Mass tourism, curse of the dream beaches of Southeast Asia

Like every day on this paradisiacal island of Thailand, hordes of tourists arrive this morning on the bay immortalized by the film "The beach" with Leonardo DiCaprio, armed with selfie sticks.

"There is too much here, "said Saad Lazrak, a 61-year-old tourist from Morocco, caught up in the crowd jostling on this small beach surrounded by impressive limestone cliffs.

" There is not a place to the beach without someone taking pictures, "says Oliver Black, a 22-year-old tourist

Rangers watching this jewel in Koh Phi Phi National Park try to regulate the incoming outboard waltz and Releasing unceasingly from Maya Bay, with their cargo of tourists.

Authorities estimate that nearly 4,000 tourists visit this crystal-clear bay each day, mostly only a few dozen minutes away, before boarding again. speedboats chartered by one of s many tour operators in the region.

But the good days of these are counted, provide the Thai authorities, Maya Bay to be closed in June – and until September-, "to allow the ecosystem to regenerate, "argues Songtham Suksawang, director of National Parks.

– Regional Phenomenon –

Across Southeast Asia, is found this same phenomenon of tourist overpopulation and its impact on the fragile ecosystem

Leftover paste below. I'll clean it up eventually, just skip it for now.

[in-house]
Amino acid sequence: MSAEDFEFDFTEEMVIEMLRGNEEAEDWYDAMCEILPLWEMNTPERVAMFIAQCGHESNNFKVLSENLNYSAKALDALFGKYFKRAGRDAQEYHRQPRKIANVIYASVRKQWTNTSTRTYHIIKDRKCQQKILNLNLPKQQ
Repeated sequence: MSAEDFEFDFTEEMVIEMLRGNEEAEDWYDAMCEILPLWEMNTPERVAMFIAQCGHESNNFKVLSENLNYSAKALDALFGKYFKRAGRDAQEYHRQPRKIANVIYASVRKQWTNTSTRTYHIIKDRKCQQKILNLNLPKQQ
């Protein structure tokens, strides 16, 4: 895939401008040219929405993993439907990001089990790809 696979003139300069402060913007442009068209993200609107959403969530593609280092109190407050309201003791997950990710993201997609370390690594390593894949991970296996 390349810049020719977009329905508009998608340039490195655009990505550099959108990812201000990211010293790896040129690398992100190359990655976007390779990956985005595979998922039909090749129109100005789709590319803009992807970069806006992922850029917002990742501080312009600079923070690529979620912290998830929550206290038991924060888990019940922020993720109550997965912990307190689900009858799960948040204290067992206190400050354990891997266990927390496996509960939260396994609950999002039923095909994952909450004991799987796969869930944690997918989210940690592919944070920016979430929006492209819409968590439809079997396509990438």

The Philippines will ban tourists from Boracay Island for six months from April 26.

President Rodrigo Duterte has compared this island, which annually receives about two million visitors (and generates $ 1 billion for the Philippine economy) to a "septic tank", its 500 hotels being accused of dumping their sewage directly into the sea. A widely shared practice across Southeast Asia. [1965] 9002] In Indonesia, the authorities were the first to sound the alarm last year over six kilometers of Bali's dirty shoreline.

The environmental crisis in Bali ended in March in the spotlight with the video turned viral British diver Rich Horner, filming his dive in the middle of plastic bags and other waste, in the tropical waters of Bali.

"Plastic bags, always more plastic bags .. .. ", commented on Facebook the diver, under his video seen more by a million Internet users.

In waste and absence of wastewater treatment is often added in these paradise islands a problem of behavior of tourists , trampling coral reefs, also manhandled by speedboat anchors.

"Tourism has a whole host of negative effects on coral health," confirms Eike Schoenig, marine biologist at the Oceania Research Center Thailand

For countries with mass tourism such as Thailand, Indonesia or the Philippines, it is a question of finding solutions without killing the goose that lays golden eggs.

In Thailand on Maya Bay, the boats will be able to approach the bay but will not be able to dock and no one will be allowed to enter the bay.

– Quota –